- KPMG’s inaugural report highlights emerging compliance issues in the sector
- Bribery of healthcare professionals and misuse of charitable donations identified as significant compliance risks
DUBAI, UAE; March 29, 2021: More than a third (39%) of the Middle East’s Life Sciences industry leaders identify bribery and corruption as the biggest compliance risks faced by the industry, according to a new KPMG study. KPMG’s first-ever Middle East Life Sciences compliance surveypolled multinational Life Sciences companies in the region, as well as large regional manufacturers and distributors,on compliance challenges that cropped up during the pandemic.
Nicholas Cameron, Head of Forensics KPMG Lower Gulf said: “Life Sciences businesses have grappled with a broad spectrum of issues during the pandemic. Associated compliance risks include improper payments to healthcare professionals (HCPs) to retain product sales and distributor channel stuffing.KPMG’s inaugural report on Life Sciences compliance is an effort to bring clarity to the related issues and how Life Sciences companies can respond to these risks.”
A majority (93%) identified the US Foreign Corrupt Practices Act’s as the main anti-bribery and corruption(ABC) law driving compliance priorities for Life Sciences companies in the Middle East. Sixty-four percentof Life Sciences leaders believed their commercial, sales and marketing departments were ‘highly likely’ to be exposed to bribery and corruption because of significant interactions withHCPs.
Risks also stem from compliance officers’ reliance on the accuracy of information provided by the sales team, as well as distributors or other third parties, who deal directly with HCPs. Value transfers to HCP (61%) and misconduct vis-à-vis charitable donations (32%) were also identified as major areas of concern. When it came to risk mitigation strategies, 86% believe training and regular communication were most effective to mitigate ABC risk, followed by testing and monitoring according to 71%.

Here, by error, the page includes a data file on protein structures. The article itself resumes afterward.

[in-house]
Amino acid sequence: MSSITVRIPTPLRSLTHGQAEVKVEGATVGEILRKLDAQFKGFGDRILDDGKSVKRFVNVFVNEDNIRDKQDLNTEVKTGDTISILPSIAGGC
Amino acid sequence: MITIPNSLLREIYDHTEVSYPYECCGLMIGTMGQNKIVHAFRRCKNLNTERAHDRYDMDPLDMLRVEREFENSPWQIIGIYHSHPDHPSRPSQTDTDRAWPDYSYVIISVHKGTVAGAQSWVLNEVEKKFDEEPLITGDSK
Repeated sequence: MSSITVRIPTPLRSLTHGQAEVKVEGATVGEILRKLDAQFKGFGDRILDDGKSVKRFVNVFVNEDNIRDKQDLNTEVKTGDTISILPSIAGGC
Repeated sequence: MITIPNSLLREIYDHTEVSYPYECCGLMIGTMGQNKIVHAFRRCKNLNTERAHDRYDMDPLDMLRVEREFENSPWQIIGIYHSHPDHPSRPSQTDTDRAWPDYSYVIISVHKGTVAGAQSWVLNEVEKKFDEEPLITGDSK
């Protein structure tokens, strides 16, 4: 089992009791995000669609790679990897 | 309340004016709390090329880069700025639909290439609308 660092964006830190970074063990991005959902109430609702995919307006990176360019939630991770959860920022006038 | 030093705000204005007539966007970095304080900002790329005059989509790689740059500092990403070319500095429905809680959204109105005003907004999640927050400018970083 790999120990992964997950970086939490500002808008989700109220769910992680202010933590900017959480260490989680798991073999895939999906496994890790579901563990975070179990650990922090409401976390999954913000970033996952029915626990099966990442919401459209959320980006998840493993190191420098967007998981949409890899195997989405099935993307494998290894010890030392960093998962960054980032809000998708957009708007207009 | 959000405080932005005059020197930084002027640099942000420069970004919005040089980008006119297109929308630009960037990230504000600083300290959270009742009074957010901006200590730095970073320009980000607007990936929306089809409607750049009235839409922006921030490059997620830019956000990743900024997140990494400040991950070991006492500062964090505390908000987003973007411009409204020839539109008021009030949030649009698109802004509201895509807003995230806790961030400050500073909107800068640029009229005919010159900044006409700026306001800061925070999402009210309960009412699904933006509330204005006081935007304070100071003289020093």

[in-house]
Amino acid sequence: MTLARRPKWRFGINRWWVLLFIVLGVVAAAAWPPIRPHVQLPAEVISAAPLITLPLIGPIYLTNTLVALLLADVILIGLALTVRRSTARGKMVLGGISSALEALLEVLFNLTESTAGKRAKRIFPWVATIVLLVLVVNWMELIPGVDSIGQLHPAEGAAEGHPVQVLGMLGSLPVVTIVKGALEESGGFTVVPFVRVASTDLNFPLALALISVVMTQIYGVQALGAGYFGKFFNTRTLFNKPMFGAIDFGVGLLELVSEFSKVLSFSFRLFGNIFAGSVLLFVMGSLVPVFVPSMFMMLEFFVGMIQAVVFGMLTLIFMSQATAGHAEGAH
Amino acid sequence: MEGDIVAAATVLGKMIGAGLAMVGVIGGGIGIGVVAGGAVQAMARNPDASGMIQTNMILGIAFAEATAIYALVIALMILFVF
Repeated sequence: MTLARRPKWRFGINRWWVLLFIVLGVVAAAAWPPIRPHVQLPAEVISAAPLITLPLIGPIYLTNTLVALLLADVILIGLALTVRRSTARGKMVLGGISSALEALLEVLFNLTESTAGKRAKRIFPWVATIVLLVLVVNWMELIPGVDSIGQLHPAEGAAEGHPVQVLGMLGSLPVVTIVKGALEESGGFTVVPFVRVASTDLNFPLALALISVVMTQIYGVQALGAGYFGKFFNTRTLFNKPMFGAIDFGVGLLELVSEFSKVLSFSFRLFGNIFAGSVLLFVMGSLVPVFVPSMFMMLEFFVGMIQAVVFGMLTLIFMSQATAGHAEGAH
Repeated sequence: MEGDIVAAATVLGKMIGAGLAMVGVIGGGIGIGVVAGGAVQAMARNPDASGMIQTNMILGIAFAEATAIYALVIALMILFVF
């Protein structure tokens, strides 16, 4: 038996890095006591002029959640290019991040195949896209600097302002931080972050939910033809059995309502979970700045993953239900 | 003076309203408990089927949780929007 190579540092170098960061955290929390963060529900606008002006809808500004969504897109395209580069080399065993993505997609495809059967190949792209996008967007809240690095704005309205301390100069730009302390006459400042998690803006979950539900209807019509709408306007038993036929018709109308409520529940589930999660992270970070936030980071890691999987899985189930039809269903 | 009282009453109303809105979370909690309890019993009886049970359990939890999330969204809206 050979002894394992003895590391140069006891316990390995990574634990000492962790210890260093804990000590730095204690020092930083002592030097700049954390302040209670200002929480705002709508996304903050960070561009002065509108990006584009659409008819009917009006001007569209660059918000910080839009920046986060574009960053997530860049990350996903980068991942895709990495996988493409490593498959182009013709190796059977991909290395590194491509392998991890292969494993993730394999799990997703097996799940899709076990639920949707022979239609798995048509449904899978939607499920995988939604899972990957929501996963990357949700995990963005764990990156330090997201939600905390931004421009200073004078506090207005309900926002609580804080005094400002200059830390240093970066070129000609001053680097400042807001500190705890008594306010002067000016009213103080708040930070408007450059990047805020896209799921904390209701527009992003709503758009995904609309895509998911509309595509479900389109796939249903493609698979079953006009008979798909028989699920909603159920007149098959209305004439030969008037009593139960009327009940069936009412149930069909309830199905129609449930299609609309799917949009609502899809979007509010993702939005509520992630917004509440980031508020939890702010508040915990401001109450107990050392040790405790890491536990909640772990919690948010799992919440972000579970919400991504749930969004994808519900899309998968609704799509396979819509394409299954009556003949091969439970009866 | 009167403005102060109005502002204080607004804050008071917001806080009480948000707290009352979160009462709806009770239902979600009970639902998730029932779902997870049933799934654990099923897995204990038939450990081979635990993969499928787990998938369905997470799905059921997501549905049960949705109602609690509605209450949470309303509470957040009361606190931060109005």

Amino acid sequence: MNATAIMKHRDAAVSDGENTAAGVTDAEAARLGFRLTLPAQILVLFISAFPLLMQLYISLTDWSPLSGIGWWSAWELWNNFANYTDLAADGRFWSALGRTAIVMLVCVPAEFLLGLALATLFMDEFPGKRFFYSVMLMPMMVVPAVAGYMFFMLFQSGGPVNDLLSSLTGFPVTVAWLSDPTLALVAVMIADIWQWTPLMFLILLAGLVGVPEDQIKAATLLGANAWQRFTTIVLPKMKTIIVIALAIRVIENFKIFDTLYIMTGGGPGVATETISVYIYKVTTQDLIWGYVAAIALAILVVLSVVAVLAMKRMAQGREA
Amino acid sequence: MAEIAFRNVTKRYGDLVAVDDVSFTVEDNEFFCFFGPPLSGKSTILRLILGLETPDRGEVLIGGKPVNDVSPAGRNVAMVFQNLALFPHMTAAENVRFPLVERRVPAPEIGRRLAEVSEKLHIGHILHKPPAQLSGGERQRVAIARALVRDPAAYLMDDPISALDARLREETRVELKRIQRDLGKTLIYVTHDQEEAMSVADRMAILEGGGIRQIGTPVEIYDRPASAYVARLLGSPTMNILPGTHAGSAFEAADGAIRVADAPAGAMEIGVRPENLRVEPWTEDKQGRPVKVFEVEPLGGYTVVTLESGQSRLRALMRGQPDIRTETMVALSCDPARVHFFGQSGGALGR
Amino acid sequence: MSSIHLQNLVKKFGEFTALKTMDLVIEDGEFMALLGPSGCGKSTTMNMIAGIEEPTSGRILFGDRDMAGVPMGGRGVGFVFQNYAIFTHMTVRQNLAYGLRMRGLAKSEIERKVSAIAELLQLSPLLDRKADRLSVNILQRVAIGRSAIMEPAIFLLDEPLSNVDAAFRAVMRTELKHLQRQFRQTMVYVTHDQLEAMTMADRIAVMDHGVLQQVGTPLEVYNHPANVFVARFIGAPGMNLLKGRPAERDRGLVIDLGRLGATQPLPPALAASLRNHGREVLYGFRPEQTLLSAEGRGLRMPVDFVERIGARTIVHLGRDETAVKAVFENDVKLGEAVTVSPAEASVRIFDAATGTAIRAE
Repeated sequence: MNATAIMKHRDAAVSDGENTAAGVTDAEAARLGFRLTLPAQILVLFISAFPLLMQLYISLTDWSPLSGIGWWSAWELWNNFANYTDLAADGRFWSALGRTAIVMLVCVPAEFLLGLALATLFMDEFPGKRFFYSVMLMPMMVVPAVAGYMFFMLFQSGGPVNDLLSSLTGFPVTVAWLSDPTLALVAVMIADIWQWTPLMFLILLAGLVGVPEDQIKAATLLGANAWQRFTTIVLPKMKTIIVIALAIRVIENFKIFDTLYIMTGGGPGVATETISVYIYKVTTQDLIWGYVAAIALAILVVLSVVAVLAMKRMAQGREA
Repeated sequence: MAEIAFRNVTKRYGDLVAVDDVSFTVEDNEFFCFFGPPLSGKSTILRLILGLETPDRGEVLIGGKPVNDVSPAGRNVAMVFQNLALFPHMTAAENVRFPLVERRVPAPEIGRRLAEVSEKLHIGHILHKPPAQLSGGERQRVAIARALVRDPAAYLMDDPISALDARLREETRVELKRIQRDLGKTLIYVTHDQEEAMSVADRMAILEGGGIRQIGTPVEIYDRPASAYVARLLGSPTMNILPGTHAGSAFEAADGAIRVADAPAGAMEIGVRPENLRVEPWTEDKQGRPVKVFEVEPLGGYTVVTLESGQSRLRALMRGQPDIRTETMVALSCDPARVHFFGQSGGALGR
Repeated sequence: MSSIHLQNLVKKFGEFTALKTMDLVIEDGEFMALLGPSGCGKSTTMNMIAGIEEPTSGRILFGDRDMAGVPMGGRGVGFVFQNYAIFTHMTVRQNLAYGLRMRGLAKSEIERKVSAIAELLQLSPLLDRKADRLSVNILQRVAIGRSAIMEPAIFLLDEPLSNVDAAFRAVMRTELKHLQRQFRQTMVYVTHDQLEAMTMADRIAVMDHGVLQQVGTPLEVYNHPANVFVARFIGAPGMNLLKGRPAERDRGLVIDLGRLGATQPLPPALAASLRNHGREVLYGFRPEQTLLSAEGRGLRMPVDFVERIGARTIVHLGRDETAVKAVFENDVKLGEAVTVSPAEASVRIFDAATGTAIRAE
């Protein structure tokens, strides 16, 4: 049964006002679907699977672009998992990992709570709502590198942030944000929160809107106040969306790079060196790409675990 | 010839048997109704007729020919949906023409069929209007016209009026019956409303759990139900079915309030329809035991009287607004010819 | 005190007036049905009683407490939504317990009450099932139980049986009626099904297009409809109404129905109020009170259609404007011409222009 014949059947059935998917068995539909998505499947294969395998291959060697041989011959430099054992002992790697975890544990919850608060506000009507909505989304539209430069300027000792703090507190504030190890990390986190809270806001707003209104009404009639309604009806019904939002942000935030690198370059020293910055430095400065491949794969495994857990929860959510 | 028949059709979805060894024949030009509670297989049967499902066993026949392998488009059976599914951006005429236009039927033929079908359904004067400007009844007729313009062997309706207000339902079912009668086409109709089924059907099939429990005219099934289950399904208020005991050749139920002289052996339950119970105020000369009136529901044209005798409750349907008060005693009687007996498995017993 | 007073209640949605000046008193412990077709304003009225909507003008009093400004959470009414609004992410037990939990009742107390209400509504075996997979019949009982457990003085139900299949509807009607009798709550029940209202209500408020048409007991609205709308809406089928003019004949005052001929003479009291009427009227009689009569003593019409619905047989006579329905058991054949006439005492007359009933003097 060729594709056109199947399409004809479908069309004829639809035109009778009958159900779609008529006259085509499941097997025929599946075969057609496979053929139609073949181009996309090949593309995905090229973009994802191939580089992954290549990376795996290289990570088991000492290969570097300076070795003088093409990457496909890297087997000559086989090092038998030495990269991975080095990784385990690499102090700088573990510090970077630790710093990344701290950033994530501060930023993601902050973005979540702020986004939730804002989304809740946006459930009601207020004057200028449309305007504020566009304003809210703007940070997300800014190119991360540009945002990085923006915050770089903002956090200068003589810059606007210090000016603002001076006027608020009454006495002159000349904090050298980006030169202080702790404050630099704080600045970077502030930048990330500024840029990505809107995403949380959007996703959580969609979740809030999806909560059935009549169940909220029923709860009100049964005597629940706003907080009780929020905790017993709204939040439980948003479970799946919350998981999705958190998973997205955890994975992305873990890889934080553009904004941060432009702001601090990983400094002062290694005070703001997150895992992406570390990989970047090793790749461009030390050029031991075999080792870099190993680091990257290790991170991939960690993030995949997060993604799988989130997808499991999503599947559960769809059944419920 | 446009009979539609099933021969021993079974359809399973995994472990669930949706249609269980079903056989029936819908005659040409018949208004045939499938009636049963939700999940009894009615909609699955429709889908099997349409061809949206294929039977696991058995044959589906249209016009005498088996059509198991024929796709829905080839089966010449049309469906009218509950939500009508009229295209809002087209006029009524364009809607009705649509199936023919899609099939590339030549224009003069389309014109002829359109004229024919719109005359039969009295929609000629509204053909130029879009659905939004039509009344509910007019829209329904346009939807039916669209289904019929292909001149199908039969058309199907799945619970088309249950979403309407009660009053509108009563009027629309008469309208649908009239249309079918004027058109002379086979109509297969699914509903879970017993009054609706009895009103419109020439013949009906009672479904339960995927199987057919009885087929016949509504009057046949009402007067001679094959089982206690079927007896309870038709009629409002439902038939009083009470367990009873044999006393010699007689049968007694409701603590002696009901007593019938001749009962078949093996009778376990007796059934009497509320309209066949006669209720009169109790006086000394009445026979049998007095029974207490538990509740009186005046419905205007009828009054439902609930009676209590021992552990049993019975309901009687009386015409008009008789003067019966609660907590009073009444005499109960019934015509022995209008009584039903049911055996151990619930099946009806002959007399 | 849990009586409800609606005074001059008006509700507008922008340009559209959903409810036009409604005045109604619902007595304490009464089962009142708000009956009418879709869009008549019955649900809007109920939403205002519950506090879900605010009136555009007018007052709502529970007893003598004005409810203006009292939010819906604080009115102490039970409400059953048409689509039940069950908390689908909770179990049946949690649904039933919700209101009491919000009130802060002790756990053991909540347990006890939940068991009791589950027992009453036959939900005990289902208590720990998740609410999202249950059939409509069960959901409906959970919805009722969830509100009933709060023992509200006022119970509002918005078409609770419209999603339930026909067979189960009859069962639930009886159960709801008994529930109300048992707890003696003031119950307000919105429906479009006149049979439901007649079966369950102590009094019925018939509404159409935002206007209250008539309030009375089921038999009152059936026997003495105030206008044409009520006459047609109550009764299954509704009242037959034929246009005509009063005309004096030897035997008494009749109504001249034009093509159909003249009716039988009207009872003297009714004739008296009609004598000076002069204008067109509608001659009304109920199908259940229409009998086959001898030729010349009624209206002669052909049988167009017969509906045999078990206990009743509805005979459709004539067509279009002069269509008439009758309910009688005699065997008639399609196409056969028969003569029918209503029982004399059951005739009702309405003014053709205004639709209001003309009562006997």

Financial misstatements or companies not maintaining accurate books and records also emerged as a major compliance risk. Channel stuffing was acknowledged as a common financial statement risk (rated ‘high risk’ by 54%). According to the KPMG report, 32%said that the commercial, sales and marketing department was the most likely to be exposed to risk of financial misstatement. Complexity of transactions was highlighted as the biggest contributing factor (43%), followed closely by financial targets and securing bonus or promotion (39%). Our survey finds that regional SOPs and guidance, trainings and transaction monitoring are most effective to mitigate financial misstatement risks.
More than half (57%) described their existing Middle East ABC compliance programs as ‘advanced’.While corporate functions have largely worked remotely during the pandemic period, front-end sales and distribution teams have been active in the field in order to meet patient demand and maintain HCP interactions. However, compliance monitoring appears to be reduced.Nearly half (46%) ofstakeholders felt their organization’s compliance functions were adequately staffed, while one-third (32%) believed additional investment was required. An overwhelming majority (96%) of industry professionals were investing in technology to support compliance and monitoring activities.As a priority, about half (46%) of industry leaders are looking to increase the efficiency and effectiveness of their compliance programs using regional industry data points on fair market value for high-risk expenditures.
To read the full Middle East Life Sciences Compliance report please visit https://home.kpmg/ae/en/home/insights/2021/03/middle-east-life-sciences.html